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Here's why young people aren't buying Sanwo-Olu's Peace Walk [Pulse Editor's Opinion]

December 7th 2021, 8:21:29 am

A peace walk announcement by the governor appeared performative. Other things should have preceded it.

Retired Justice Doris Okuwobi submitting the Lagos EndSARS panel report to Governor Babajide Sanwo-Olu (BusinessDay)

"Dear Lagosians, this month of December, I will be leading a walk of peace to herald the healing of our land.

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"Let me therefore use this occasion to extend an open invitation to all of our youths, members of the diplomatic corps, civil society groups, students, gentlemen of the press, media and other stakeholders to join me," Lagos State Governor Babajide Sanwo-Olu chimed on live TV on November 30, 2021, a year and a couple of weeks after soldiers and police officers shot into a crowd of peaceful protesters at the Lekki tollgate.

The immediate reaction from majority of the young people who had been invited to this peace walk was predictable. Cue outrage and disbelief.

"This suggestion of a 'walk of peace' sounds like a joke and a very disrespectful one at that.

"People were murdered in cold blood and absolutely no iota of justice has been served more than a year after. How can there be peace without justice?," bellowed rapper Folarin Falana aka Falz, who was one of the young persons name-checked and invited by the governor for this walk.

"I humbly decline the Invitation of Mr. Governor," rebuked popular comedian and skit maker, Debo Adedayo (Mr. Macaroni).

"The government themselves set up a panel. The panel has made recommendations. I believe that genuine peacemaking will begin by first implementing the recommendations of the panel. Then we can begin to trust the government," he added.

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And therein lies the problem with Sanwo-Olu's peace walk announcement. Not enough consultation was done, very few stakeholders were carried along. It all seemed dishonest, artificial or superficial.

It was all like a showman's therapy. Like playing to the gallery, if you would. It was akin to applying a band aid to a deeper sore, at a time a surgical operation would have sufficed.

The idea of a peace walk is inherently a good one, on the surface that is. The walk will symbolize peace, a closing of the ranks to fight a common enemy--which in this case could be police brutality and human rights abuses by law enforcement personnel.

It could signal a new dawn. It could even herald a new way of doing things. It is also good optics in these parts to walk hand-in-hand with government officials for a common cause.

But this issue is beyond optics and good public relations.

You shouldn't be commencing a peace walk until you have orchestrated the arrests and dismissals of police officers who routinely extort, maim and kill for sport.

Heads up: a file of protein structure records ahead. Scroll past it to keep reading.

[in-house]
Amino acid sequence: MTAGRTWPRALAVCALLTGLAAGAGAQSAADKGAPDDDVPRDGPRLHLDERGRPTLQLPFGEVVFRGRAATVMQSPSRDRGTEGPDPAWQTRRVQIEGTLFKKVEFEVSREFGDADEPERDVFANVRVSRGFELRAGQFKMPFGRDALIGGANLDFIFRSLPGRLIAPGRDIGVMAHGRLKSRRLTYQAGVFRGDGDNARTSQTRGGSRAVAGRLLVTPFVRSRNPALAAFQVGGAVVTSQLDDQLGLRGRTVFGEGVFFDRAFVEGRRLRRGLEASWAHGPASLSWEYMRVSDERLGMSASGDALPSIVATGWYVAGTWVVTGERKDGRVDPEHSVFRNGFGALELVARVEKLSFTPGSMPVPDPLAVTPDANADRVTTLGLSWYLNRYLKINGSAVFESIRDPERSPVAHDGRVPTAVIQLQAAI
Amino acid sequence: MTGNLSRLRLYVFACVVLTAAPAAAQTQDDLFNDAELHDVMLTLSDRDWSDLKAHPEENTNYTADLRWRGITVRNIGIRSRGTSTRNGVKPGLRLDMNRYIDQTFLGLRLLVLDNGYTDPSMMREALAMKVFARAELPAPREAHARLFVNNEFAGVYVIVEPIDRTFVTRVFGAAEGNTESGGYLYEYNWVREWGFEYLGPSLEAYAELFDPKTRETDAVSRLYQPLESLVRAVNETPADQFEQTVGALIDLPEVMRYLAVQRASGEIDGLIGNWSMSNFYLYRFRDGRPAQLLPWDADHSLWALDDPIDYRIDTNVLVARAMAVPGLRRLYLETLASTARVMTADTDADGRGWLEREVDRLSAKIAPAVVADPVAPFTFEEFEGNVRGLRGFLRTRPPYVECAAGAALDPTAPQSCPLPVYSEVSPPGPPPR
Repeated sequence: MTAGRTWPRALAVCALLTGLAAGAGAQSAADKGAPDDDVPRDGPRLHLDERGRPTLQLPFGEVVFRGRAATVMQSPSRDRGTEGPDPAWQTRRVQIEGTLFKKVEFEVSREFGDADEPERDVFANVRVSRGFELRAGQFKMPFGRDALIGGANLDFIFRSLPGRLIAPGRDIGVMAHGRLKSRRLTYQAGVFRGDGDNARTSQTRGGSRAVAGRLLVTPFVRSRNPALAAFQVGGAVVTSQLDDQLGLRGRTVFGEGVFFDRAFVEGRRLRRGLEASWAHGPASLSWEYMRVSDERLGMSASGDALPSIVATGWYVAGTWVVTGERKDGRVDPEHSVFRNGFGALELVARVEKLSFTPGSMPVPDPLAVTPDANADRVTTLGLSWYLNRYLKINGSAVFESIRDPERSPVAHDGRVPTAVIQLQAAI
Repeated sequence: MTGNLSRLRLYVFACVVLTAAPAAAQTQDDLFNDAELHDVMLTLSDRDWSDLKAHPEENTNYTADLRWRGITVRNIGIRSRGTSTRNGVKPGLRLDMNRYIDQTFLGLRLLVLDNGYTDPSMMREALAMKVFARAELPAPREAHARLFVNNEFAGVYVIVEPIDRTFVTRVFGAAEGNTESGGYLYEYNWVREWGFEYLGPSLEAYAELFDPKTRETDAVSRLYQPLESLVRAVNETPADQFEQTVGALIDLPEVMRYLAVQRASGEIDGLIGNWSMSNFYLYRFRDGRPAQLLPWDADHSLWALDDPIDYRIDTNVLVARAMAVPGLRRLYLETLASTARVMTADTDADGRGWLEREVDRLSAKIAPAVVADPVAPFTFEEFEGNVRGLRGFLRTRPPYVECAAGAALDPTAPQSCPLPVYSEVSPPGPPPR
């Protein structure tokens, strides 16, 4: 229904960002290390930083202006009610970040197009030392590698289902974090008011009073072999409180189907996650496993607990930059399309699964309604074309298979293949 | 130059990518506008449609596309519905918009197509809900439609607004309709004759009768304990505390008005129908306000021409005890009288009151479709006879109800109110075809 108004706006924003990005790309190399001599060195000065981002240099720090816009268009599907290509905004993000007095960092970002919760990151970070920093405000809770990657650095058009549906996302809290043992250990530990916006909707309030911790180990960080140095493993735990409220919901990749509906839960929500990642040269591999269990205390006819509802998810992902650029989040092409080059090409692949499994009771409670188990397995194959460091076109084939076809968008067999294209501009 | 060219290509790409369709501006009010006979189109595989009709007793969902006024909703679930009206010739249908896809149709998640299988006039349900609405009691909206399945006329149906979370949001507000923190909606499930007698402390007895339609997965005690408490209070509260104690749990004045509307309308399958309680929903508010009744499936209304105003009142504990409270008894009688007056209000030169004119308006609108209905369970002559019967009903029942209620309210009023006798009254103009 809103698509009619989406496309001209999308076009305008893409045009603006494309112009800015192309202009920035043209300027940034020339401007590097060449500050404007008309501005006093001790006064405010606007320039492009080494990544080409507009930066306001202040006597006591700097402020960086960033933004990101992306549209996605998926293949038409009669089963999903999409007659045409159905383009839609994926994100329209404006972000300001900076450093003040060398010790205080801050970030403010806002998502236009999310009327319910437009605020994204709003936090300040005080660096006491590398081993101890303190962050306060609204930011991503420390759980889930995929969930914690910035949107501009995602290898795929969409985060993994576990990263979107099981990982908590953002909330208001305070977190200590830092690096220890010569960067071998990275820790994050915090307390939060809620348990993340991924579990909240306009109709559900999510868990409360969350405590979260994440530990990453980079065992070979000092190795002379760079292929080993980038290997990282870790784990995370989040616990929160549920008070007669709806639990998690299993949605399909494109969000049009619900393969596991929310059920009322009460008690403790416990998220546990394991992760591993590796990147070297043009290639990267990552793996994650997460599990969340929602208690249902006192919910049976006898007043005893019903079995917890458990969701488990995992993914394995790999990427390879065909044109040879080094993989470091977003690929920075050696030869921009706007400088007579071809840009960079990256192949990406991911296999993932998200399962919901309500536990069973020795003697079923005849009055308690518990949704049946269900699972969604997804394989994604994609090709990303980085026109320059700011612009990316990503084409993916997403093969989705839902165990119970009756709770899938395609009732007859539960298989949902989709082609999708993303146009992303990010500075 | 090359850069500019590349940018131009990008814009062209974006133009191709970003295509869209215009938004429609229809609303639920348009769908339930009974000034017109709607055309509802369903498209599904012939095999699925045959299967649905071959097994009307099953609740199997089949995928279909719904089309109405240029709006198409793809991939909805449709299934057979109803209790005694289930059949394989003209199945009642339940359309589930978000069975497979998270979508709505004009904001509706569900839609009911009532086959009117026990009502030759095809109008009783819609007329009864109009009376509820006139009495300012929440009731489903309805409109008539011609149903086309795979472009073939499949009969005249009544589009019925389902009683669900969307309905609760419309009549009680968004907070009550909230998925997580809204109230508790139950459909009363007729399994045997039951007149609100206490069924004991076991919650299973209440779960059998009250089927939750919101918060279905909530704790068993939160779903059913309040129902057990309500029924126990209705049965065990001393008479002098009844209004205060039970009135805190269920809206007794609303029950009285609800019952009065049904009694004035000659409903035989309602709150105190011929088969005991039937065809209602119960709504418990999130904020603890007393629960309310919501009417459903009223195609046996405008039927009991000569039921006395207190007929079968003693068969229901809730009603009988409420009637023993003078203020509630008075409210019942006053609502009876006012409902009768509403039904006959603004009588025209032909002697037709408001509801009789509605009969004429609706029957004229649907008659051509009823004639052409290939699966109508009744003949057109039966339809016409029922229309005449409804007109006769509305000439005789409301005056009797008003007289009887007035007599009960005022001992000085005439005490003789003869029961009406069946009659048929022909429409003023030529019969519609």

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You shouldn't announce one until you have told the world who ordered the shooting of unarmed, peaceful protesters at the Lekki toll on October 20, 2020.

You shouldn't announce a peace walk until you have accepted responsibility for a massacre that was caught on phone cameras and beamed live to the world.

You shouldn't be announcing a peace walk at a time government officials and government talking heads are gaslighting the people and telling the world that a massacre never happened.

You shouldn't announce a peace walk until you've orchestrated genuine reconciliation behind the scenes.

Heck, you shouldn't be announcing a peace walk at a time when you have banned all peaceful protests in the city, you shouldn't be announcing a peace walk just weeks after you ordered police to clamp down on peaceful protesters who were commemorating the one year anniversary of the Lekki massacre.

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You really shouldn't be announcing a peace walk while cherry-picking and denying the report of a probe panel you commissioned and inaugurated.

Young Nigerians have been lied to by government for far too long. There's decades of distrust at the core of the breakdown of the social contract between the government and the governed.

One way of repairing this broken contract is to swing into action and display good intention. Show these young people that you are the genuine article just this once. Be proactive, solve problems. Like, actually govern.

Sanwo-Olu did admit that no one believes government these days because of decades of bad governance. He is right on the money there.

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  • Pulse Editor's Opinion is the viewpoint of an Editor at Pulse. It does not represent the opinion of the Organisation Pulse.

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Jude Egbas

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